betty August 1, 2022

SINGAPORE – A segment of the Siglap Canal could soon become more conducive to marine life, now that scientists from the National University of Singapore (NUS) will be installing special biodiversity tiles on its walls.

This is the first time national water agency PUB will be setting up these tiles in a canal as part of upgrading works to enhance the canal’s flood resilience to cater to a 60 per cent increase in rainfall intensity, said Mr Yeo Keng Soon, director of its Catchment and Waterways Department.

He added that as the canal leads to the sea, which supports marine life, there was an opportunity for PUB to support NUS’ Experimental Marine Ecology Lab in incorporating biodiversity tiles in the project design, while ensuring that the main function of the canal is not compromised.

As part of the trial, the lab will assess the effectiveness of the tiles, which mimic natural habitat features and can serve as homes for marine organisms, said Mr Yeo.

The 420m stretch from Marine Parade to East Coast Park Service Road, which is subject to tidal influence, will also be deepened and widened, he added.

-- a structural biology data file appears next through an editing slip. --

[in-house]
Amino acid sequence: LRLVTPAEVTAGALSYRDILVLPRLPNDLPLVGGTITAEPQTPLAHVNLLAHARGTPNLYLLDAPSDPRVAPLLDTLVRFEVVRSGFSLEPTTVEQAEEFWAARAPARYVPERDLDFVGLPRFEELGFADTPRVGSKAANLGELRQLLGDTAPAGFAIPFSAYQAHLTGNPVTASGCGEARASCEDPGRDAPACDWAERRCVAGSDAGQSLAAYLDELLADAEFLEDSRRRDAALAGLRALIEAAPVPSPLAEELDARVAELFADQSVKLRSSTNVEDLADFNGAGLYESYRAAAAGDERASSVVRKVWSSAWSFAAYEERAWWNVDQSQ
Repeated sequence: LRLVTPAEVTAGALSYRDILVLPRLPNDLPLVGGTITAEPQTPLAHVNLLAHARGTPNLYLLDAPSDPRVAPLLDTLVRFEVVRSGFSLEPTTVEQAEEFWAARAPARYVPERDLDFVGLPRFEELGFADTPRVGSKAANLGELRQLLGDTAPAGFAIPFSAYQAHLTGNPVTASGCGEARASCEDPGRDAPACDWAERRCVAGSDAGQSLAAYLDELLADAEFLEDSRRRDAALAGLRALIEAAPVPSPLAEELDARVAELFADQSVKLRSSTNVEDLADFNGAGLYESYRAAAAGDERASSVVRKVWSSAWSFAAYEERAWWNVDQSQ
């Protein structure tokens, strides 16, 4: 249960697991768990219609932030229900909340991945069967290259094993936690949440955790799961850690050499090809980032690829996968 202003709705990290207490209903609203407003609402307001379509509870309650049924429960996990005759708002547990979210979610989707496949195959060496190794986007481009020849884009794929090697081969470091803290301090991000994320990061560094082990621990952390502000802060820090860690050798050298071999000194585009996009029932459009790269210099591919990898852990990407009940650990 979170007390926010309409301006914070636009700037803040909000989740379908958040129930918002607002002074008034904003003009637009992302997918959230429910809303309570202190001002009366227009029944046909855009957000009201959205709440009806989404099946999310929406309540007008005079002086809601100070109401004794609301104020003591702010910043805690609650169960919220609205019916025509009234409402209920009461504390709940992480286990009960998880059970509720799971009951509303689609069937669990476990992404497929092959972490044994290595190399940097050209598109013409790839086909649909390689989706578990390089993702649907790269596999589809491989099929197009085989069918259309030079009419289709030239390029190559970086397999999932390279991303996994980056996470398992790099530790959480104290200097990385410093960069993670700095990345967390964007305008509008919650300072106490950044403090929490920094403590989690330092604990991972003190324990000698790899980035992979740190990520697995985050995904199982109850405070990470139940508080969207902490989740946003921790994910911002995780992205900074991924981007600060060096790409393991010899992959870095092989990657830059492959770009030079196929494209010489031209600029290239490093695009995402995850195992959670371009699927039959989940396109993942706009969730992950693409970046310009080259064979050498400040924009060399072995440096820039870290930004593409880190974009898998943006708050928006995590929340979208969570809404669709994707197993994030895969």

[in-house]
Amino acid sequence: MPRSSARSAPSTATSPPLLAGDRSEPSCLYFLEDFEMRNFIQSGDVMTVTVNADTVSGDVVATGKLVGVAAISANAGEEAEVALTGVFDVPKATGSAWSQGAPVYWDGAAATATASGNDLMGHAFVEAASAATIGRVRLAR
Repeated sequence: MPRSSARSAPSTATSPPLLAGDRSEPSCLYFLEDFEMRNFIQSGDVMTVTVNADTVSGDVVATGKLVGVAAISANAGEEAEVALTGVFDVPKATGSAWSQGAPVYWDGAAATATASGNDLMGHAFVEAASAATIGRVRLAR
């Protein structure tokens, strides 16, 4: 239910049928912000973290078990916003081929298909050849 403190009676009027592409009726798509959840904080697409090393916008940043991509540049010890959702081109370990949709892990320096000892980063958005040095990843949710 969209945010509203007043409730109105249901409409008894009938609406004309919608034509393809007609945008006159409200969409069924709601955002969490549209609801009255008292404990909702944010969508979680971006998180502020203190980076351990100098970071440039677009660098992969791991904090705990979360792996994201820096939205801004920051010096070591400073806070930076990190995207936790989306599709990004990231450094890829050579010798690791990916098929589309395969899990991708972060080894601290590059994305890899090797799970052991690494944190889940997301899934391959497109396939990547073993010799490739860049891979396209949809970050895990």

Associate Professor Peter Todd from the lab said his team is focusing on the intertidal part of the canal where estuarine species, such as seagrass, crustaceans and fish, can be found.

“Some of these species benefit from the addition of habitat complexity, such as pits and grooves that provide damp, cool spaces and protection from predators,” he added.

One aspect of the tile design is that it is low-profile and rounded, so it does not affect the canal’s water flow, said Prof Todd.

The Straits Times understands that the project will commence next year and is scheduled for completion by 2026. Around 50 tiles will be installed.

Mr Yeo noted that such tiles have been rolled out at some sections of Singapore’s coastline, including Sentosa and Changi Bay.

“Designing with nature is also a key consideration for PUB when developing coastal protection solutions that can help to maintain or even enhance biodiversity,” he added.

Prof Todd previously told ST that the tiles can support between 20 and 25 species as compared with a traditional granite seawall, which has about 10 species. These organisms include algae, bivalves, marine snails and some crustaceans.

Mr Yeo said that, aside from the drainage upgrading works, PUB will also create multi-functional blue-green spaces around the Siglap Canal by building a wellness deck, shelters and a fitness corner to enhance users’ experience along the Siglap Park Connector Network.